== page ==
05-29-2007, 04:09 PM
Direct Action Resistance Fighter
Joined: Aug 2006
Tougher Control Orders 'needed'
Quote:Courts should allow tougher measures to be imposed under control orders, the UK terror laws watchdog Lord Carlile says.
Judges should accept police have "far more understanding" of what is needed to control a terror suspect, he said.
His comments come after three terror suspects who were under control orders absconded last week.
He also warned that ministers would lose a "scarring clash" with courts if they attempted to opt out of the European Convention on Human Rights.
Lord Carlile said, in a speech to a counter-terrorism conference, that the three people who absconded last week showed the need "for more demanding controls".
"In my view, the courts, should and will now be driven by recent events to re-examine their approach to the conditions and restrictions forming part of control orders," he said.
Lord Carlile, who was appointed by the government to review terrorism legislation, said: "Once the accuracy of the designation of a controlee as a terrorist suspect has been verified by the court, as a general rule judges should recognise that officials and the police have far more understanding of the restrictions required to effect a control order.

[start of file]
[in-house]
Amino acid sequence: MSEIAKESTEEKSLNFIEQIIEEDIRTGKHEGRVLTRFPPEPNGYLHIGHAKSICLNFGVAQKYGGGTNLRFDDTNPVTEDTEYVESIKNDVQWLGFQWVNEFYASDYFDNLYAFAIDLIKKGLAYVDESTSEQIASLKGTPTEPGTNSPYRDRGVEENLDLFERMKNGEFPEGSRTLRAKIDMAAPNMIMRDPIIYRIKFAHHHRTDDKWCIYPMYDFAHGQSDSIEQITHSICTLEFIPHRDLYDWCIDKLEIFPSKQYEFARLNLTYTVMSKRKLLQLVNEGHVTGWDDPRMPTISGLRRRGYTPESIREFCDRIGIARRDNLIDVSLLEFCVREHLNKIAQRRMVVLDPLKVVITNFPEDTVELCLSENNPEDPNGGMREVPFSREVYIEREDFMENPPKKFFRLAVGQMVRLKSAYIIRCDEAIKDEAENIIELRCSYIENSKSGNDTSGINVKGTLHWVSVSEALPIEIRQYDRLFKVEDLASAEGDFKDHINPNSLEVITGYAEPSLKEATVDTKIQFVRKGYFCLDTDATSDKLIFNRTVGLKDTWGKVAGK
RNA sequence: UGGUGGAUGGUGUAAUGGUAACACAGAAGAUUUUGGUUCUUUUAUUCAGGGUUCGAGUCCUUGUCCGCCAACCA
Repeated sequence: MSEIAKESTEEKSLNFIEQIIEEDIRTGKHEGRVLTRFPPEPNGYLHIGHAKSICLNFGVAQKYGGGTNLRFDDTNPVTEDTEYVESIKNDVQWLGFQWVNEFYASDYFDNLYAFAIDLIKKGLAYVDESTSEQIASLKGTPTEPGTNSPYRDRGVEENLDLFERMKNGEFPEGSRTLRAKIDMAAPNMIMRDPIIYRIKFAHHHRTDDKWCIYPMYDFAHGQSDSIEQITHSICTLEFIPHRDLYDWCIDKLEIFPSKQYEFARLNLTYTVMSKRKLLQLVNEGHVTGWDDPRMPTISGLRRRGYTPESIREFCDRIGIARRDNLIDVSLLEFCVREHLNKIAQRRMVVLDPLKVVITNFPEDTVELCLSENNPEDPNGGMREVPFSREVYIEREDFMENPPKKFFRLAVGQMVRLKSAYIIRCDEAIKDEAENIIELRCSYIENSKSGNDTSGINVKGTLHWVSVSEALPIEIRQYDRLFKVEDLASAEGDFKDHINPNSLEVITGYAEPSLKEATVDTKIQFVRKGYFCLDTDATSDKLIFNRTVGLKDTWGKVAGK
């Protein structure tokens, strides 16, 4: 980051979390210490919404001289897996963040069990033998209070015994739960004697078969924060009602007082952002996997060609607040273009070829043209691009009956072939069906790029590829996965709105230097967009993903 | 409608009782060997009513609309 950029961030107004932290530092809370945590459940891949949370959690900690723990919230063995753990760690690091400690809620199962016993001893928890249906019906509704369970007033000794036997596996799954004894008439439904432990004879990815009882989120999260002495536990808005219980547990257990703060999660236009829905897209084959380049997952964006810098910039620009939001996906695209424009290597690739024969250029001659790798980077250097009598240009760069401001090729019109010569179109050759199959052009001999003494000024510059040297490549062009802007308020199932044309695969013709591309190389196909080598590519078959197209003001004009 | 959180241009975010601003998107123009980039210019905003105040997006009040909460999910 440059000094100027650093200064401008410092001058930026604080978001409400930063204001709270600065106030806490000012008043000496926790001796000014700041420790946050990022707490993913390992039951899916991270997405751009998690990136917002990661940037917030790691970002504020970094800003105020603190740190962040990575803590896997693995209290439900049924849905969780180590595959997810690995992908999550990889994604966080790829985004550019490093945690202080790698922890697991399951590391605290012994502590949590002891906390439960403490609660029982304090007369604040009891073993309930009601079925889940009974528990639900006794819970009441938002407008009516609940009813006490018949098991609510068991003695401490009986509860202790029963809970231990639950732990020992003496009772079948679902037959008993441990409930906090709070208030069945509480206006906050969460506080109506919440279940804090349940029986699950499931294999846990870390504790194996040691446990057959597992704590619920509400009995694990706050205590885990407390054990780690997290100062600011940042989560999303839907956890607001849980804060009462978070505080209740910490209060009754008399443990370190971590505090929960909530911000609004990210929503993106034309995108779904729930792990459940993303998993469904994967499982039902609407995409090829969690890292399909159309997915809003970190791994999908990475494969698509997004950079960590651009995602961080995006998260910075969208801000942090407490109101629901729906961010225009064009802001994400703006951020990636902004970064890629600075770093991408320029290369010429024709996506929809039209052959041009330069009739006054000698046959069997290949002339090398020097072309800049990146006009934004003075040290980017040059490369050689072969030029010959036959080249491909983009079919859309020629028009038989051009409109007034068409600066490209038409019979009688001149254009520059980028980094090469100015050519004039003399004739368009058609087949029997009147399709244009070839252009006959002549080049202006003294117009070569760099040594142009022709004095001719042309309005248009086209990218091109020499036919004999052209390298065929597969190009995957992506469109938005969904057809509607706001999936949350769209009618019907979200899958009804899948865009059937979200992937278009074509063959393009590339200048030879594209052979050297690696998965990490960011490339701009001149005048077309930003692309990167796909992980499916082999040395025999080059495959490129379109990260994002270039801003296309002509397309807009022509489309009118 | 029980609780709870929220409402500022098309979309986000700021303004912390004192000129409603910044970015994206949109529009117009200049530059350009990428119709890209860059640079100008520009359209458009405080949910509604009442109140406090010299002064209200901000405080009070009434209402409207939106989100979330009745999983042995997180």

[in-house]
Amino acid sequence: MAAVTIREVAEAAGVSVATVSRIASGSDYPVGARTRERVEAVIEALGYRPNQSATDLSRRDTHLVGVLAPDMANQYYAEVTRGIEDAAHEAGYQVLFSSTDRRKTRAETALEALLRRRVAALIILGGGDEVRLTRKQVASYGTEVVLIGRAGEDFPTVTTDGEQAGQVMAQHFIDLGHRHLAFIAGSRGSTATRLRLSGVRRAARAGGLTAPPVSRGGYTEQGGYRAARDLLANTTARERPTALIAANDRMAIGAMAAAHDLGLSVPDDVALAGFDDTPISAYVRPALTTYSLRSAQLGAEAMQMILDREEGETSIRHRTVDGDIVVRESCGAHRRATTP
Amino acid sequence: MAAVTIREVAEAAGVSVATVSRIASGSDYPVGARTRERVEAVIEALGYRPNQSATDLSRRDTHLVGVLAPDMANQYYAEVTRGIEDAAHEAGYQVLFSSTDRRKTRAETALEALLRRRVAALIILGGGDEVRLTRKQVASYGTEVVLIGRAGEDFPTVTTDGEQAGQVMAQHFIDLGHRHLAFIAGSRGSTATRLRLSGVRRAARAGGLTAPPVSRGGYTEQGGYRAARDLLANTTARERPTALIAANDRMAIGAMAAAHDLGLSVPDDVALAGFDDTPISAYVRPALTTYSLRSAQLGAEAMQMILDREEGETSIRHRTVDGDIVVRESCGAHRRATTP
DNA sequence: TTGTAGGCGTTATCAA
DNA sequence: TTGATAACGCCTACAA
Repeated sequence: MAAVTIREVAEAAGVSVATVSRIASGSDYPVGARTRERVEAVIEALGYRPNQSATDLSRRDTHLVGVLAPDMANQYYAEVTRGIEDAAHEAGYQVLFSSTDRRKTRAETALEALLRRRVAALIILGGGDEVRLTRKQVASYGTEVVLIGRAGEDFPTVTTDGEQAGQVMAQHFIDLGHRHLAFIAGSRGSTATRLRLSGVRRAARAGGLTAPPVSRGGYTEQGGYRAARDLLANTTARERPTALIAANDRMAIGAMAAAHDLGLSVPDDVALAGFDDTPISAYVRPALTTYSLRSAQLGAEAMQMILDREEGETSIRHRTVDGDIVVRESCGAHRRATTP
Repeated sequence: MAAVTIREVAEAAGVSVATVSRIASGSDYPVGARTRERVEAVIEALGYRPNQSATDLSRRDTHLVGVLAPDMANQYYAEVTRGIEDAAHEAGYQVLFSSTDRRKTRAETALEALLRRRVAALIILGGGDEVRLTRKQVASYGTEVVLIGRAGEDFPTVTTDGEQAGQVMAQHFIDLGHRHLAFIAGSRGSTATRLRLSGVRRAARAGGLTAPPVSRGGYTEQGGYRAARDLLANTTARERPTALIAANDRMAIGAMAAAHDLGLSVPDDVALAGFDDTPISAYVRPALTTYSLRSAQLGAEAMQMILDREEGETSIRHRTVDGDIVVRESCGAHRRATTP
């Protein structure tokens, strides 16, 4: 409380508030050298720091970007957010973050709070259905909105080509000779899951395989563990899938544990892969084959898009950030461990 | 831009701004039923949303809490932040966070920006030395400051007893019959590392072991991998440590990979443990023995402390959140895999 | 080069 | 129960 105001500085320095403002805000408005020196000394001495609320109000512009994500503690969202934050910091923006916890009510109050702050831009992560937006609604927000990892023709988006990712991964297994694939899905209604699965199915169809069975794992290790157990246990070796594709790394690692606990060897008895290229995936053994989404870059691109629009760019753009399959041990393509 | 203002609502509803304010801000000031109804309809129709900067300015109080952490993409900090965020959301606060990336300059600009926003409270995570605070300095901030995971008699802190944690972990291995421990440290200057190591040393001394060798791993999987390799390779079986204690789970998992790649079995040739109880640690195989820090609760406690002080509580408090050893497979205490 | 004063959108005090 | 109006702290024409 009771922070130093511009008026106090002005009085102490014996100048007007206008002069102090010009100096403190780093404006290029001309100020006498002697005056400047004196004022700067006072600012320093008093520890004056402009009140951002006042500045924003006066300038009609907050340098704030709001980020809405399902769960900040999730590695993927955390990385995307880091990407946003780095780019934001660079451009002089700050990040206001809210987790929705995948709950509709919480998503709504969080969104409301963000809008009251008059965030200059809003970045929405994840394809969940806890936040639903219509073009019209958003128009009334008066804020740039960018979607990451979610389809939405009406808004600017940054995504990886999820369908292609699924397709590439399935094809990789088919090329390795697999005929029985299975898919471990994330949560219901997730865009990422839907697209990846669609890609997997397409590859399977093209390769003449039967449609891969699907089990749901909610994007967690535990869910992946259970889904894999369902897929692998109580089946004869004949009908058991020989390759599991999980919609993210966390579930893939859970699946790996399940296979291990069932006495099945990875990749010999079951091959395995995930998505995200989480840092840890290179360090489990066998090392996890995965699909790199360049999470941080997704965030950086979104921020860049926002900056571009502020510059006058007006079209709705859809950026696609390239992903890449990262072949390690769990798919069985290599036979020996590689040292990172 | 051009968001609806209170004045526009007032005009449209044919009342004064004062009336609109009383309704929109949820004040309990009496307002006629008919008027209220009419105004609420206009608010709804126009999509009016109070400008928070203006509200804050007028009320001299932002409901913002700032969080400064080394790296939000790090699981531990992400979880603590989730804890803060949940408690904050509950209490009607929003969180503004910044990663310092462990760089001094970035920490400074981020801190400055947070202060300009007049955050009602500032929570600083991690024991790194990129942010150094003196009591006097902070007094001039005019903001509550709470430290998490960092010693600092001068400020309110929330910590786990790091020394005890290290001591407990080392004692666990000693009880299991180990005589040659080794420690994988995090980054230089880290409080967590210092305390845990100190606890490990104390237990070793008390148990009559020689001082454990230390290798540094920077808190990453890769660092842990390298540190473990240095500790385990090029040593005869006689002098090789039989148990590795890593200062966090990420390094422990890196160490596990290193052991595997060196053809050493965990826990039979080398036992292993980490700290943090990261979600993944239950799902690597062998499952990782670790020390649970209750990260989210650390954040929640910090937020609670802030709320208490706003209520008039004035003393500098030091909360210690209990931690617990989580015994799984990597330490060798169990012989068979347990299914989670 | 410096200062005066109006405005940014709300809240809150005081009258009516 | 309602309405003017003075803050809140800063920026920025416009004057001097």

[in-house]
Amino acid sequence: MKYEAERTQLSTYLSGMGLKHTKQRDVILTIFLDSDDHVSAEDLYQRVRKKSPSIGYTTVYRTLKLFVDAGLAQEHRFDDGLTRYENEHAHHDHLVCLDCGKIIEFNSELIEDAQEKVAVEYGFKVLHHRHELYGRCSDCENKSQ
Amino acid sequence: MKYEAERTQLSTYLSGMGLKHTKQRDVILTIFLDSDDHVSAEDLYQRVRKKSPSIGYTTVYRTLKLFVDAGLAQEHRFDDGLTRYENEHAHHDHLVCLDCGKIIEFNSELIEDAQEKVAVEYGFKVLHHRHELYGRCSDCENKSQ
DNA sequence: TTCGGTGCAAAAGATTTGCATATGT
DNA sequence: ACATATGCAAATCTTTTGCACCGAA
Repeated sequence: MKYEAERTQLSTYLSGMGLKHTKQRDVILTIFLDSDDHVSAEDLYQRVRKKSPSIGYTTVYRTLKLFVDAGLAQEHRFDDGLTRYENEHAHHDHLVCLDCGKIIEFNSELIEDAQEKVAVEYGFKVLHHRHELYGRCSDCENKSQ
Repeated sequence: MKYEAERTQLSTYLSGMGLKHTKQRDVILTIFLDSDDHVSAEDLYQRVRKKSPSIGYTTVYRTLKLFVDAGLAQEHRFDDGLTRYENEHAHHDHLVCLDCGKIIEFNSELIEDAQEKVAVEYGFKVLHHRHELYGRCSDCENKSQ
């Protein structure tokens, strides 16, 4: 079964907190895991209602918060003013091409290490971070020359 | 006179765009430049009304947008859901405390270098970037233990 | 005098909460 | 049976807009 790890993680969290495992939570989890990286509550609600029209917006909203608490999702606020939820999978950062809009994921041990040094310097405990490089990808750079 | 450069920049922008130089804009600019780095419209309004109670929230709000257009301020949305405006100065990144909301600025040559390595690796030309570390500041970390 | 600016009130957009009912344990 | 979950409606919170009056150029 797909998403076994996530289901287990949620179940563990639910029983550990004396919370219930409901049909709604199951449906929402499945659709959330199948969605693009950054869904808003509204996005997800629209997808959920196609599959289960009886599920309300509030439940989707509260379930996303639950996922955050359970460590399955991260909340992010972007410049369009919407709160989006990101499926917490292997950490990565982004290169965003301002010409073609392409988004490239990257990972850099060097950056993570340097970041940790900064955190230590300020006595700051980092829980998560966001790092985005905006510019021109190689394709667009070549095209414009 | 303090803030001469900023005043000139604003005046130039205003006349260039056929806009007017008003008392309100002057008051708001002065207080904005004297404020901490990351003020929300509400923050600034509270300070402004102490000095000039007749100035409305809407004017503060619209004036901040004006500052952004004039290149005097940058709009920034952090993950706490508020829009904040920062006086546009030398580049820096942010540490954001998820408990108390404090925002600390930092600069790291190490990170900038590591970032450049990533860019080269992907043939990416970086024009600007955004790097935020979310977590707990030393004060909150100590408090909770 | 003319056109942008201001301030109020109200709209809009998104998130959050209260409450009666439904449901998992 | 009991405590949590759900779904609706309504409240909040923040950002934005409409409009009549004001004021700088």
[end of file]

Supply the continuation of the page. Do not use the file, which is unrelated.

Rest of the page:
He said they should then "intervene only where the boundaries of proportionality manifestly have been crossed".
"I expect the judges to accept this view."
He said that Britain should not consider opting out of the European Convention on Human Rights - as Home Secretary John Reid said he might consider if it was necessary to deal with terrorist suspects.
"My comment to ministers, is that derogation would lead to extremely difficult parliamentary problems," Lord Carlile told the conference.
"It would lead to lengthy and testy litigation, and an unwelcome and scarring clash with the senior judiciary which, on balance, the judiciary would be likely to win.
"Most important, derogation is actually entirely unnecessary."
Instead he called for "statutory clarity" on what are appropriate and effective controls.
Mr Reid described control orders as being "far from the best option" to tackle terrorism, saying they could not stop determined suspects absconding.
He also blamed political opponents and judges for stopping the use of tougher measures against terror suspects.
He is to outline tougher measures - which could form the basis of a new counter-terrorism bill - before he steps down at the end of June.
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